The human genome project is an international scientific research project to sequence and map all of the genes of human beings. completed over thirteen years by the U.S. department of energy and the national institutes of health, however many different countries such as Japan, the U.K., France and Germany also participated.
The human genome project is so important to society because of the impact it has on human health. Many new technologies have been developed as a result of the human genome project. One of these significant developments is Gene testing. These genetic tests can be used to diagnose disease, provide info about the course of a disease, confirm a diagnosis and can predict the risk of future disease within healthy individuals with varying degrees of accuracy. Other benefits of the human genome project are the ability to alter the genome of cells, clone organisms and to replace diseased cells with healthy ones.
Scientists are hoping that within the next decade they can begin to correlate DNA variants with individual responses to treatments, identify particular subgroups of patients, and develop drugs customized for those populations. The discipline that blends pharmacology with genomic capabilities is called pharmacogenomics. (http://www.ornl.gov/sci/techresource/HumanGenome/publicat/primer2001/6.shtml)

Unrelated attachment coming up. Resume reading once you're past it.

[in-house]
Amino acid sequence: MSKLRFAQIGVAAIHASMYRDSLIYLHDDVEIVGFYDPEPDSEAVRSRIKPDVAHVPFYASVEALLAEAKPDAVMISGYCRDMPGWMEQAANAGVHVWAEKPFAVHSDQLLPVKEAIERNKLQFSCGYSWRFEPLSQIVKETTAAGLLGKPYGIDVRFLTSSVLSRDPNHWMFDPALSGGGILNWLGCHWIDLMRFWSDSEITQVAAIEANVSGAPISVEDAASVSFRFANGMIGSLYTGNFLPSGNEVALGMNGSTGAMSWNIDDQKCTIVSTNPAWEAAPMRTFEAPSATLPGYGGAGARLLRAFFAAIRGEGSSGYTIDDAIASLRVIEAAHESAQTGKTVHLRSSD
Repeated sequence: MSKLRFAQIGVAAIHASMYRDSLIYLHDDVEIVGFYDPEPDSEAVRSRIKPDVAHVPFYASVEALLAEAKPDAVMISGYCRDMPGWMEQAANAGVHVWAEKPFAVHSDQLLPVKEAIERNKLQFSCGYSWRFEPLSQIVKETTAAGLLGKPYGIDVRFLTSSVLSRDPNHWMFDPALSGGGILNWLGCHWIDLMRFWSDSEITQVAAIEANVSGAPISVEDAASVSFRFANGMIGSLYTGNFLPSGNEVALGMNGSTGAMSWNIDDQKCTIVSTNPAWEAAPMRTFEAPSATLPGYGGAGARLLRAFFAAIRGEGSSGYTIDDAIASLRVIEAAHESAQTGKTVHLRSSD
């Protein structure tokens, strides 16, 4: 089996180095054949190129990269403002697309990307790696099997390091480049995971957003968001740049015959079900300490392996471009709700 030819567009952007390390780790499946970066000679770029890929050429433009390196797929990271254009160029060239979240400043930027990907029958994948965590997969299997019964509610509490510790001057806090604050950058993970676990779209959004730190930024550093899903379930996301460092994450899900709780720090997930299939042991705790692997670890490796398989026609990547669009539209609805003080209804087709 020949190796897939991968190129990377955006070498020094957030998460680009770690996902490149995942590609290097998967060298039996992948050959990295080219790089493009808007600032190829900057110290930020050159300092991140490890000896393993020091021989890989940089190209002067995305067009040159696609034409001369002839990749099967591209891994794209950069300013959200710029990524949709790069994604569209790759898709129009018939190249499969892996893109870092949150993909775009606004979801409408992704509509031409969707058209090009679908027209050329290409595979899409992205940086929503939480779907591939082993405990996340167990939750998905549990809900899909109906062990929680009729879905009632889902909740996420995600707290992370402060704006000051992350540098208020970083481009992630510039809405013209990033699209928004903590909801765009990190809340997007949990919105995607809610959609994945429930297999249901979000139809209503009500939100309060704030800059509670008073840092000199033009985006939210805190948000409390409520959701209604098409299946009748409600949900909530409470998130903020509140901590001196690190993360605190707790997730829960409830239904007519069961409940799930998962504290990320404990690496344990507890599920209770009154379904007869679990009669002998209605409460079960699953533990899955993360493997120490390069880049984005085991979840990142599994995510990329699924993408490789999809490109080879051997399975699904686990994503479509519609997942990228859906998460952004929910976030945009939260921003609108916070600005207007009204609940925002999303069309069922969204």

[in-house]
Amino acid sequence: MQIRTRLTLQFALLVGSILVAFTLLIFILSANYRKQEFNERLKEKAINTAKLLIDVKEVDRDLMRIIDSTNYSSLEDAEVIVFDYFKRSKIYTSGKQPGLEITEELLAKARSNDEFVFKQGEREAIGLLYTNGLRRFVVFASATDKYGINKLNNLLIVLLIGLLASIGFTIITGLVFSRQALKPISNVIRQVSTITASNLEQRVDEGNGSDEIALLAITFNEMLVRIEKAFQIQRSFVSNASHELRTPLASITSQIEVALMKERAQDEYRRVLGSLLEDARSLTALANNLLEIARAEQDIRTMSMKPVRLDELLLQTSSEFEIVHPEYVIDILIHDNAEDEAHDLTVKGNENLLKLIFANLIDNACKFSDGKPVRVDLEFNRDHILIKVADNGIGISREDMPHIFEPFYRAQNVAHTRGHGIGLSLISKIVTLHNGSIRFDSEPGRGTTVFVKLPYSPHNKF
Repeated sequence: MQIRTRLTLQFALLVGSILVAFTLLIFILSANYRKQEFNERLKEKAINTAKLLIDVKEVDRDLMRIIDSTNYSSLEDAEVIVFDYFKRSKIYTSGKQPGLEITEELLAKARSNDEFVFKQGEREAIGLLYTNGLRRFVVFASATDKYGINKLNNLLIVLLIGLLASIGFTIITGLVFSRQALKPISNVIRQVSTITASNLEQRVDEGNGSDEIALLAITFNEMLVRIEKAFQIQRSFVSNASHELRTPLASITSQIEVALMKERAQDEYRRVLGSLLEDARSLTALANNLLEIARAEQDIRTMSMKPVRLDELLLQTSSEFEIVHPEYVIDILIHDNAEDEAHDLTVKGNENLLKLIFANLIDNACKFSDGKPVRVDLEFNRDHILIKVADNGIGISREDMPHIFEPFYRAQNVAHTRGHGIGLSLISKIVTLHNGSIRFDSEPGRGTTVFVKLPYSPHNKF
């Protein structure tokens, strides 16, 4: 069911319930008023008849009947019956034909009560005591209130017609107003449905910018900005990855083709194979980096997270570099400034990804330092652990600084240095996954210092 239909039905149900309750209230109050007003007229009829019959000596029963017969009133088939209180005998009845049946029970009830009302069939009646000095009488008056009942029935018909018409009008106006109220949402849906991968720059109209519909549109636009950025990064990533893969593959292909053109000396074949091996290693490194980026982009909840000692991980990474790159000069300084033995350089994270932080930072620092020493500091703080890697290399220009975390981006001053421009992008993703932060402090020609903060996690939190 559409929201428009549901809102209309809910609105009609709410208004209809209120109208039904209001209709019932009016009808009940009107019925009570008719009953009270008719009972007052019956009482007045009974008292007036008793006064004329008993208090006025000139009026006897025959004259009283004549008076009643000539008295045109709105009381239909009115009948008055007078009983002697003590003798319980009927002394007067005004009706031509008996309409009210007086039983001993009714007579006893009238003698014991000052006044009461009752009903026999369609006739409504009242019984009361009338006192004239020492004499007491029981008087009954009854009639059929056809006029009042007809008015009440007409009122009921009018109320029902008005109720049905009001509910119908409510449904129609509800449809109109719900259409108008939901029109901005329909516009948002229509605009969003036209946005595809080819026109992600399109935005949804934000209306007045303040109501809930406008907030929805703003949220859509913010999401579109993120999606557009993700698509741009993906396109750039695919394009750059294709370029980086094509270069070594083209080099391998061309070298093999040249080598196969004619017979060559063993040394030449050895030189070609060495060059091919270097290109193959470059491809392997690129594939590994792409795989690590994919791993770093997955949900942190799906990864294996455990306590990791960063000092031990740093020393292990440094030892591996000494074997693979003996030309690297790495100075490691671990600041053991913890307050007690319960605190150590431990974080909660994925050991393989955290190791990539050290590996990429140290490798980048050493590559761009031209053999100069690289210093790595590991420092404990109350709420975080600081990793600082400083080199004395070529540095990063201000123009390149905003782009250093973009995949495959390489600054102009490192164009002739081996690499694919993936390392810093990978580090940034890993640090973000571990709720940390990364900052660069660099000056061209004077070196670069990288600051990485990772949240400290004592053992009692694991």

The human genome project has already helped countless people and will continue to do so in the future. However the are limitations to the project. It is now believed that only 3% of the DNA in humans code for proteins. The remaining 97% of the DNA is made up of junk DNA whose function may include providing chromosomal structural integrity and determining when, where and how many proteins are created. Unfortunately the use of about 50% of the junk DNA is not known. This is just one of the examples of the limitations of the human genome project.
Some limitations of the HGP are ethical, legal and...